I find it easier to build the complete URL string within the SQL procedure instead of fumbling around with SSRS expressions on the report side. This makes it MUCH easier to control as well as making changes without editing the report every time. It is also a good excuse to brush up on your string building skills in SQL! You may or may not want to hard-code the base URL here too. Best practice would be to store these URLs in a reference table that could be easily edited and organized if they happen to change.
Data output looks good!
Notice our dynamically-built url_ProviderNpi field which uses the value of the Npi field.
Let's start with a basic SSRS report built from this same dataset (without the url_ProviderNpi in the output) then take a look at how we can modify it with a new Action property. Here's our starting point (yes, these are fictional names and NPI numbers):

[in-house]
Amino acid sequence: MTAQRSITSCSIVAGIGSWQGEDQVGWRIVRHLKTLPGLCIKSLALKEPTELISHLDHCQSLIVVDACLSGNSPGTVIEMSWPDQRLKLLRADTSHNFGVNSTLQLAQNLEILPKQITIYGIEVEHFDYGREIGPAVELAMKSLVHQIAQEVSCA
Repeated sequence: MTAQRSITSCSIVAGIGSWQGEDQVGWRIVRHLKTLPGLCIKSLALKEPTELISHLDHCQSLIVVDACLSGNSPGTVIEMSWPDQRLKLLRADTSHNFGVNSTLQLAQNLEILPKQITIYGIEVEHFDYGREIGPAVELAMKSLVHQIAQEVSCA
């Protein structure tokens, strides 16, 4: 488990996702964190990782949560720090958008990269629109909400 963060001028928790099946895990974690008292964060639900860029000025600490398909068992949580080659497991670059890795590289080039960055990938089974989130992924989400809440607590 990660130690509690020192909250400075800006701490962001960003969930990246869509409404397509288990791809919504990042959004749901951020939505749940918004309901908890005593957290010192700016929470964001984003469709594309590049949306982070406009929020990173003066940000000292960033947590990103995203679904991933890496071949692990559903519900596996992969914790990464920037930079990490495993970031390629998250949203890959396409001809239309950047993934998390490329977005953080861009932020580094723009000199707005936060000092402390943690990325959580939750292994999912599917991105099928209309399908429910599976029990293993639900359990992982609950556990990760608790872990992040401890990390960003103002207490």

Setting the Action Property
The final step is to configure the data from the Npi field on the report as a hyperlink to launch the URL. This is done by editing the Action property for the Npi column and specifiging the url_ProviderNpi field as the URL (a good illustration of why it’s easier to build the entire URL string in the SQL statement):
Also don’t forget to set the foreground color of the cell to blue so users will instinctively know to click on it! Our updated report should look something like this:
Now when we click on the NPI hyperlinked field in our report, it takes us directly to the NPI Registry site automatically loading the reference page for that provider. Notice the URL in the address bar which is what actually drives the content for the page:
Add more functionality to the Action
Now when we select the NPI field from our report, a new tab opens and goes to the linked website, passing the data we provided. Neat!
Hopefully you've learned a new trick or two to add to your SSRS skills. In part 2 of this blog, we'll take a closer look at using this same URL Action property to navigate between different Visual Studio projects.